Community tree planting. Renewables purchasing. Carbon offsetting. Prominently placed recycling bins anxious to receive a couple hundred thousand emptied 20-ounce plastic beer cups.

It would seem that with each NFL Super Bowl championship game comes a new wave of sustainability initiatives, and with each passing year the sporting event/national drinking holiday/advertising bonanza is heralded as the “greenest ever.”

This has been going on for nearly 20 years now.

Super Bowl XXXIV in Atlanta was the greenest ever. Super Bowl XL in Detroit was the greenest ever. Super Bowl XLVII in New Orleans was the greenest ever. And now, Super Bowl XLVIII, to be held off of New Jersey Turnpike Exit 16W, will be the greenest of them all — and not because of certain shared something between the two cities duking it out for the title of NFL champion.

Because really, what’s the NFL going to do at this point aside from keep raising the bar? Regress?

In addition to tried and true sustainability staples, the big new green “thing” at this year’s game — “We try and stay ahead of the curve. We try and push the envelope every year,” explains Jack Groh, longtime director of the NFL’s environmental program — is the composting of food scraps on site at MetLife Stadium, a four-year-old venue located in the stadium-heavy heart of the New Jersey Meadowlands, East Rutherford. This will be a Super Bowl first — in addition to the fact that the big game will be held outdoors in the Northeast in frigid weather. (This is the first time that the word "layering" has been used in reference to Super Bowl Sunday outside of dips.)

To be clear, the Super Bowl XLVIII composting scheme wasn’t something dreamt up by NFL as this year’s brand new “it” initiative. Diverting food scraps from the waste stream was already de rigueur at MetLife Stadium, the markedly eco-friendly home (bike parking! waterless urinals! seats made from recycled materials!) the New York Giants and the New York Jets.

Speaking to the Associated Press, Vice President of Facilities Dave Duernberger reveals that 195 tons of food waste were generated at the 82,566-head capacity stadium in 2013 — a decent increase from the 153 tons the previous year.

Duernberger anticipates that this year’s heated match between the Seattle Seahawks (go Hawks!) and the Denver Broncos will yield around 7 or 8 tons of Bubba Burger buns, soggy cheese fries, gnawed-on Taylor Ham, and, one would assume peanut shells, will be processed and can “be used for landscaping.”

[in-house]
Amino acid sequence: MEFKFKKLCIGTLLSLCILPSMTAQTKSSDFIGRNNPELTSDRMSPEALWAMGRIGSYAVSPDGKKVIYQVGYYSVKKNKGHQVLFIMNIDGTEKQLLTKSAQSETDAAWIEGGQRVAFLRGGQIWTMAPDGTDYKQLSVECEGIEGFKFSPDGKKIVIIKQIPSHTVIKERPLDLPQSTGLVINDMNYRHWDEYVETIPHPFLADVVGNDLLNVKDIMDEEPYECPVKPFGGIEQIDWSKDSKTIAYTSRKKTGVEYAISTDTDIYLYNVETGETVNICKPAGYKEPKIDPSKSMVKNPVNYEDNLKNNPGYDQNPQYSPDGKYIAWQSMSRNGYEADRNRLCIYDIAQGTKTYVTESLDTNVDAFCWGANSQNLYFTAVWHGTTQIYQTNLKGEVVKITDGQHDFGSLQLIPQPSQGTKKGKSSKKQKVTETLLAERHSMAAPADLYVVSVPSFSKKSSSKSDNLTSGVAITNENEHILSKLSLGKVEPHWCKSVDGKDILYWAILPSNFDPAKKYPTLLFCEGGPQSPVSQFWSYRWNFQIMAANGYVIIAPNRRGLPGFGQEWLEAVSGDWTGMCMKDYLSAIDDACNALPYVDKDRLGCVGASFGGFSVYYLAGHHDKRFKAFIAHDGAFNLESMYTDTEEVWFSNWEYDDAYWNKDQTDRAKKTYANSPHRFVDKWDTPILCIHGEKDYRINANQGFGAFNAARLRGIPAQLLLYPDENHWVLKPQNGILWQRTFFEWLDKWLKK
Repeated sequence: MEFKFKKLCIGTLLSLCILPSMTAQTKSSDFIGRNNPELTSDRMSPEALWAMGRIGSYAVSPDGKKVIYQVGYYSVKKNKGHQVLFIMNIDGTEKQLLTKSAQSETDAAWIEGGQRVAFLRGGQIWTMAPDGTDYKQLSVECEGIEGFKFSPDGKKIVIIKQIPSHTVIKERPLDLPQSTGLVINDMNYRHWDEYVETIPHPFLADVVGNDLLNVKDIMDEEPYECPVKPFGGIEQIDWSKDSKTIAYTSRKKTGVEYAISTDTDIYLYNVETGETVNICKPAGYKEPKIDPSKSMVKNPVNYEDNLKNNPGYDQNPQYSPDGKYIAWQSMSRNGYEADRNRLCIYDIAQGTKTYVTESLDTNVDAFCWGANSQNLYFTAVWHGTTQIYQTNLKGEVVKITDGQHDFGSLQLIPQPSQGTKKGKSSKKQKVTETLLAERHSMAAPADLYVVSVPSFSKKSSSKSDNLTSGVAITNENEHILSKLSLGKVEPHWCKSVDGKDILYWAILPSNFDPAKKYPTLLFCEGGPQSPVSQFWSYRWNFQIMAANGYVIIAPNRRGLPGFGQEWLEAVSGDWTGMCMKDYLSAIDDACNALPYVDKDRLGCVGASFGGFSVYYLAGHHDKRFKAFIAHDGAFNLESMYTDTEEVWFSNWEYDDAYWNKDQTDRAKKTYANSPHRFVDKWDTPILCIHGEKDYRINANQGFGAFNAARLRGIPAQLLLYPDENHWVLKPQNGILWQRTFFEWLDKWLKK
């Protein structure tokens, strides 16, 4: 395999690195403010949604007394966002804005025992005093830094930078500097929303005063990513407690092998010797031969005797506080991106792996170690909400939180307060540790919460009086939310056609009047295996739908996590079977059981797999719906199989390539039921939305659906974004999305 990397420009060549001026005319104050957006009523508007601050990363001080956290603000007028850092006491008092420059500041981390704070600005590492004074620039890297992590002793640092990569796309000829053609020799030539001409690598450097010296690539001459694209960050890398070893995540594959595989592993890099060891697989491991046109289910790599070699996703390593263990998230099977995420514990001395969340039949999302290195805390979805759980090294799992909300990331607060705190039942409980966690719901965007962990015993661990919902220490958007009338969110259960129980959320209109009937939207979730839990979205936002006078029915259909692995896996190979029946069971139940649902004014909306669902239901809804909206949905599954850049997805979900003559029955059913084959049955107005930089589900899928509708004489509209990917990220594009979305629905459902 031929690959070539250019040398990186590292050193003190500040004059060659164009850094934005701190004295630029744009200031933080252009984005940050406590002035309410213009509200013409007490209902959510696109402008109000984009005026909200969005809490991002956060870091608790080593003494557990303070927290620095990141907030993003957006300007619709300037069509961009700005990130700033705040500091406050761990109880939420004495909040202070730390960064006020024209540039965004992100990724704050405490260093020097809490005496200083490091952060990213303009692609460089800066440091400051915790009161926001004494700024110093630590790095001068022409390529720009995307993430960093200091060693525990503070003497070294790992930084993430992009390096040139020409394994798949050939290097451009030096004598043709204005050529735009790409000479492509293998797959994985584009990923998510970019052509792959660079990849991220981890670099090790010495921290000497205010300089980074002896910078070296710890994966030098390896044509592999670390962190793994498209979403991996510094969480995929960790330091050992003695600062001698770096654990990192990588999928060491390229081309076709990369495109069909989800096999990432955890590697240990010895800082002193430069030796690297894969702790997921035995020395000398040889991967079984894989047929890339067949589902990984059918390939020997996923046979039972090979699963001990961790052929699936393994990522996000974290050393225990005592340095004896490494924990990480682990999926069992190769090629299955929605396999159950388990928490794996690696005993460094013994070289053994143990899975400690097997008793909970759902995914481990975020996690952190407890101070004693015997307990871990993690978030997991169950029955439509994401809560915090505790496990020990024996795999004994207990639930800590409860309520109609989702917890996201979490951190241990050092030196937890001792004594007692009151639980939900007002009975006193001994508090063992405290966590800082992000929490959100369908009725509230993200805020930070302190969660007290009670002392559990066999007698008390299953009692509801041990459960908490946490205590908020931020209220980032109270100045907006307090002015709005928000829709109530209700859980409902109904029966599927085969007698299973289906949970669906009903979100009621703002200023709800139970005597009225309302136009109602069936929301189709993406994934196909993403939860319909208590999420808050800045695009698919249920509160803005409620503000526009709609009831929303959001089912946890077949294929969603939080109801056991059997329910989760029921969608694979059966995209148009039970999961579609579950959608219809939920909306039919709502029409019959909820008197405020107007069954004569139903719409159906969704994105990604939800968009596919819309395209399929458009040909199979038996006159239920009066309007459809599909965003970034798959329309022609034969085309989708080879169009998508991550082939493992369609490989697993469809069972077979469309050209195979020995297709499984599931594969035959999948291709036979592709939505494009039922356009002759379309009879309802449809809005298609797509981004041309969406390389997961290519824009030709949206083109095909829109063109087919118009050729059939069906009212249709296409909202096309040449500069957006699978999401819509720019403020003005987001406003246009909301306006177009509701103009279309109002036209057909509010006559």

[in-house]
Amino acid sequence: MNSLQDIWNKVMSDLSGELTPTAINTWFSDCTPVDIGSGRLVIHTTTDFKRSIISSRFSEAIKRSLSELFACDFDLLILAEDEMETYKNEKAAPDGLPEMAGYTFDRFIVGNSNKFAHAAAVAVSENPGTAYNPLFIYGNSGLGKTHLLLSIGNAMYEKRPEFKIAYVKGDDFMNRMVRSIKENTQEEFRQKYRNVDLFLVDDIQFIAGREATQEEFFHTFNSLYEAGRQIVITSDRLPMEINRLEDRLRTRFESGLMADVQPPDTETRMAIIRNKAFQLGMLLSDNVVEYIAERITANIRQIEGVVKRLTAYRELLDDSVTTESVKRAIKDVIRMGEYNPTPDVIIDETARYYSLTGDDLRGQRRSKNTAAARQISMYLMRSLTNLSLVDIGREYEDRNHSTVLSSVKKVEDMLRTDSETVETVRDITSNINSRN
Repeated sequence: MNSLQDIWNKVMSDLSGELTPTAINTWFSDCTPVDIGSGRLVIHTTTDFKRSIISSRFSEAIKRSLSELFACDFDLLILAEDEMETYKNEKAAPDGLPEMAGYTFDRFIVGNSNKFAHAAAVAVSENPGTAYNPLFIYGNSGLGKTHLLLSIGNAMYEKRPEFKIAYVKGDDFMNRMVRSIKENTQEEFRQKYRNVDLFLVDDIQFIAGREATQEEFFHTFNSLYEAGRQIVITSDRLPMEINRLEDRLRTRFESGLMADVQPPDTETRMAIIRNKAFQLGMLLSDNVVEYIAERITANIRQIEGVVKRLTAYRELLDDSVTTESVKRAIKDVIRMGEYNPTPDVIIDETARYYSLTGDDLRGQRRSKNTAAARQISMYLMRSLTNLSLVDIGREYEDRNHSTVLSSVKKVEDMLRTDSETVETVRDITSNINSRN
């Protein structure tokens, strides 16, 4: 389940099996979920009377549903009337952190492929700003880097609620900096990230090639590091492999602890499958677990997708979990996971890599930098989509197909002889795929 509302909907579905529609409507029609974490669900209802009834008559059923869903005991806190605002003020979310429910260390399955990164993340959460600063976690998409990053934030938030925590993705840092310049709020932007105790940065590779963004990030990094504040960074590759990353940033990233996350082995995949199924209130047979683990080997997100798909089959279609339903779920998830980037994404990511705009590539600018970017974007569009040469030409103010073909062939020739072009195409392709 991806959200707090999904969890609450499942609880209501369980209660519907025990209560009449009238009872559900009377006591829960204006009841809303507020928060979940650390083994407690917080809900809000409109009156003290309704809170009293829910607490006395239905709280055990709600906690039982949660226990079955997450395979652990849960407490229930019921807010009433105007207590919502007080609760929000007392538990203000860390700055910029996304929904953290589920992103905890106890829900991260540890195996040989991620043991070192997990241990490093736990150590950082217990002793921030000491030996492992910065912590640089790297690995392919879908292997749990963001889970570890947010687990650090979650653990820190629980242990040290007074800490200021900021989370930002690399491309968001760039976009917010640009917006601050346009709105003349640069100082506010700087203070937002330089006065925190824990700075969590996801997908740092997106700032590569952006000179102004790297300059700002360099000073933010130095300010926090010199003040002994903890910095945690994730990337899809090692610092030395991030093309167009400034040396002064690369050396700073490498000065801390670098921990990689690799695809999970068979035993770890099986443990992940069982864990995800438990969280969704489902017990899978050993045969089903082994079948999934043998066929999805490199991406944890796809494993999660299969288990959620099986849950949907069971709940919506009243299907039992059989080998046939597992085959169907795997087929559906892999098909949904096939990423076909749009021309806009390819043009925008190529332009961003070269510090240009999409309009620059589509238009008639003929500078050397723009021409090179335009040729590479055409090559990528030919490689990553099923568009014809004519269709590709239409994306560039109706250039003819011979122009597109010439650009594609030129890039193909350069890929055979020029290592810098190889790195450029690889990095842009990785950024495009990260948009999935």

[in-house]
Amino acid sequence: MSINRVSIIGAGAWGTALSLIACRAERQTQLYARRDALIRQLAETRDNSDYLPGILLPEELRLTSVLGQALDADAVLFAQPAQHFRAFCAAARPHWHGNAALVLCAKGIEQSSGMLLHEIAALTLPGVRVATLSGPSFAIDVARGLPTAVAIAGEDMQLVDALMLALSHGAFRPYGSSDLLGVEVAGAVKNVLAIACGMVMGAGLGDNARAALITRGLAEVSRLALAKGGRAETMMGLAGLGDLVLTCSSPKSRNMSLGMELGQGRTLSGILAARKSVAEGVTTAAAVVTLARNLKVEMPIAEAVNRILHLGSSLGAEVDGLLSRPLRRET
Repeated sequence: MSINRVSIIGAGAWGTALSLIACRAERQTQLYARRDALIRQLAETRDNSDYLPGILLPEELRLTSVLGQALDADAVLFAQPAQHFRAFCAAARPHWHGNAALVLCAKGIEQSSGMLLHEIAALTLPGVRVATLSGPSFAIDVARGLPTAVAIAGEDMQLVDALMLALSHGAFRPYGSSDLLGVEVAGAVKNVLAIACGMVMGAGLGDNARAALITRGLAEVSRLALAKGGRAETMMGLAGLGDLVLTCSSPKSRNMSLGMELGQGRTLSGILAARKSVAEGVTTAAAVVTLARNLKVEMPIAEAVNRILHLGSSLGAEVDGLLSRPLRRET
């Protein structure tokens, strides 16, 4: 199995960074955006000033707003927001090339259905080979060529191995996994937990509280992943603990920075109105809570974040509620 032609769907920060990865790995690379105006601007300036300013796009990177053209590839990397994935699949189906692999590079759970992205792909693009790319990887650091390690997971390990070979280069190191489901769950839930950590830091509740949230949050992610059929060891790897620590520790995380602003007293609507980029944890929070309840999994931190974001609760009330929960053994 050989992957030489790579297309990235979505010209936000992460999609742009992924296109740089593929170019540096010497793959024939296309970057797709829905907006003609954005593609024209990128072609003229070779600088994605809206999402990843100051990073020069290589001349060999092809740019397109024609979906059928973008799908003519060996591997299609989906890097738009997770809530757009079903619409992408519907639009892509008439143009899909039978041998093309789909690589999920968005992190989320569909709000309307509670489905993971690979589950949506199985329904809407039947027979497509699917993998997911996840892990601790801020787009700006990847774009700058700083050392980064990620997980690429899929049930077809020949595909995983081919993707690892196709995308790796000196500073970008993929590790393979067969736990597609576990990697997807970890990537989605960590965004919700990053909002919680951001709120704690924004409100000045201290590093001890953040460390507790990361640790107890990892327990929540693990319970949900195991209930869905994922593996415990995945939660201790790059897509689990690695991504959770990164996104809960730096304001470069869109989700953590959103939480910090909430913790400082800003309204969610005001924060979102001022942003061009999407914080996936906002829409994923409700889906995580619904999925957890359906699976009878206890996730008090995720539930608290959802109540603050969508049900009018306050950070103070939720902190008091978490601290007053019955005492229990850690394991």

As is tradition, non-scrap prepared concession food will be donated to soup kitchens, shelters, and local charities via New York-based nonprofit organization Rock & Wrap It Up. And on the topic of food waste, used cooking oil collected from restaurants will be used in the biodiesel blend-powered generators powering Super Bowl Boulevard across the Hudson in Midtown Manhattan and in the backup generators at MetLife Stadium itself.

And then there’s this dig at embattled New Jersey Gov. Chris Christie via Jeff Tittel, president of the New Jersey chapter of the Sierra Club: "The NFL is doing a better job reducing greenhouse gases and offsetting carbon than the state of New Jersey is. That's the irony, they understand climate change better than our governor does."

Irony, climate change, and Chris Christie aside, does the fact that the NFL has embraced composting mean that you'll handle food waste any differently at your own snack-centric Super Bowl Sunday hoedown?

Via [ABC News]

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Matt Hickman ( @mattyhick ) writes about design, architecture and the intersection between the natural world and the built environment.

The Compost Bowl? Food scraps to be collected at MetLife Stadium
Super Bowl XVIII will go down in history as the first Super Bowl to boast food scrap composting at the host stadium.